Vocal Improvisation and Resonator Bell PlayPeople communicate with others mostly through language. But there are moments when music breaks the ice and explains more than language can. While people are used to music being a part of life, "music therapy" seems to be an unfamiliar term. Music therapy is curing mental diseases not abled to be cured through counseling. Here, music becomes a means of emotional communication, transcending boundaries of language, nationality, and race.
Music was used therapeutically from the pre-historic age. Witch doctors used sound, rhythm, and magic to cure patients. Now, music therapy is not only limited to therapeutic use, but its use has broadened as people continue to pursue a well-being life. Coping with stress, a common source of troubles for modern people, may be helped by music therapy.
The Music Therapy Professional Education Course at Ewha's School of Continuing Education is a certification program for those who desire to be music therapists. But music therapy is not only for the disabled, but also for those who live an "ordinary" life. In the process of learning, the future therapists experience the benefits of music before they become therapists and treat their clients.
Professor Kim Kun-ja, the president of the Korean Association for Music Therapy, teaches the music therapy course at Ewha and tells how it is related to self-realization in three ways: musical communication, self expression, and emotional identification. First, Kim says music is a way to communicate outside of language. "The form of music is a repetition of questioning and answering." Second, says Kim, music helps relieving emotional problems as feeling becomes diluted when expressed. Lastly, a client can identify herself in the musical work, and feel affinity with it. Kim says the World Cup song of 2002 had an emotional identification effect to Koreans. When Koreans sang the World Cup song, they felt as if they were also soccer players playing in the field. Consequently, practicing music therapy regularly, a person's ego is strengthened and one can gain a sense of achievement.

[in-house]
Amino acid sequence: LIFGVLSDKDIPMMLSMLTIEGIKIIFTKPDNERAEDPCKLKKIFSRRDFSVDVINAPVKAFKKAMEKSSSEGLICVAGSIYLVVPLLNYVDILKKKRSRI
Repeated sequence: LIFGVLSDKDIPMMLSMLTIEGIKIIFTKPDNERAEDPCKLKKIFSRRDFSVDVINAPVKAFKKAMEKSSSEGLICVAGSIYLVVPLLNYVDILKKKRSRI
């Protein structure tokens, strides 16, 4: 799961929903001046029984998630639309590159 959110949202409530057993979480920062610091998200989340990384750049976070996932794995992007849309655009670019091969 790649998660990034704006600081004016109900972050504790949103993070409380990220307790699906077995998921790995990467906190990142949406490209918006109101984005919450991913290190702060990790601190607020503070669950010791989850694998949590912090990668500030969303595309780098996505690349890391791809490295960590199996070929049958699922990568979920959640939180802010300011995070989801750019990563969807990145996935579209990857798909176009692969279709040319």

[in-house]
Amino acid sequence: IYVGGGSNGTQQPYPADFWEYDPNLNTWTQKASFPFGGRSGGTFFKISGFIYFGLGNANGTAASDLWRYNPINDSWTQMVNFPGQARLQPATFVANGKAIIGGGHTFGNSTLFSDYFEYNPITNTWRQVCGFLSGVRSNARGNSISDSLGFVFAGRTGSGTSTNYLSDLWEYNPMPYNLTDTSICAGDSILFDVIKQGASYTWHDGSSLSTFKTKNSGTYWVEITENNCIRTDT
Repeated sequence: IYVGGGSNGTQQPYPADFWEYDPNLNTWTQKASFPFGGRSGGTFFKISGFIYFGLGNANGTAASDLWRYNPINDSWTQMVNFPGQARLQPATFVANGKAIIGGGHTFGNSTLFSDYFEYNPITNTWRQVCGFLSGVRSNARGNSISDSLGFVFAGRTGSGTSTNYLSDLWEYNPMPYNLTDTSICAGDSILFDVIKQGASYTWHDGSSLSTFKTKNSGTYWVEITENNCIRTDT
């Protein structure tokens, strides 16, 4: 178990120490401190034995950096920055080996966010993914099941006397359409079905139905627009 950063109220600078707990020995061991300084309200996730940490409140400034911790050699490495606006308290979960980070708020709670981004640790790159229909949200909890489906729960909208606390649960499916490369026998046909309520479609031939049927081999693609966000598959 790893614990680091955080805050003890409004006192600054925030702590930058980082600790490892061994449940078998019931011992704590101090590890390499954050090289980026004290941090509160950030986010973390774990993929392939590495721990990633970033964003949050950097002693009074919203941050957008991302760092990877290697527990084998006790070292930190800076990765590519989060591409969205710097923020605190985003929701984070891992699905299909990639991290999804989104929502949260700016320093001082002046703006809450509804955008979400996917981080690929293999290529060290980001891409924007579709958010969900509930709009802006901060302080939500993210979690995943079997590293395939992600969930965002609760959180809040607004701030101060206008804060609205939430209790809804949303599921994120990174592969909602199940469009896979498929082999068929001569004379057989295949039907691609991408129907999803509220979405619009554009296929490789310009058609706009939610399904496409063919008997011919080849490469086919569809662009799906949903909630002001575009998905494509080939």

There are two activities in Ewha's music therapy class where students can directly experience these aspects of music therapy: "Vocal Improvisation and Discussion," and "Resonator Bell Play." In Vocal Improvisation and Discussion, all students lay down in a row. A sound is given to the first person and each person delivers the sound to the person at the end. One can amplify the sound, or, one can create a new sound. Through this process one finds her own "essential sound." In Resonator Bell Play, each student is given a hand bell and one student comes out to the front to conduct the other students. This process requires direct communication, so students interact with each other. And, says Kim, this naturally links to a positive feeling about oneself. Student Lee Min-hee ('04, Composition), says, "Then doing the hand bell play, students at first were too shy to conduct in front of the group. But, as time passed, we all became eager for a turn as conductor." For most students, the music therapy class changes their lives in a small way. But, for Park Seon-yang ('05, Chungang Univ.) the change was dramatic. Park says, "This music therapy class made my personality to be smoother and brighter, which was dark and negative before." She says that through Professor Kim's personal therapy with her, she opened her mind to reach this turning point of her life. Park says, "I had a sense of inferiority, of not being able to meet my parents' needs. But, as I played the drums, I let my hidden self come to the surface and this incident made me burst into tears."
Professor Kim says there are not more ways for university students to access music therapy easily. So, for students who are interested in music therapy, she recommends the Korean Association for Music Therapy's Saturday class, which is open to people of any age, academic level, or career status.
저작권자 © Ewha Voice 무단전재 및 재배포 금지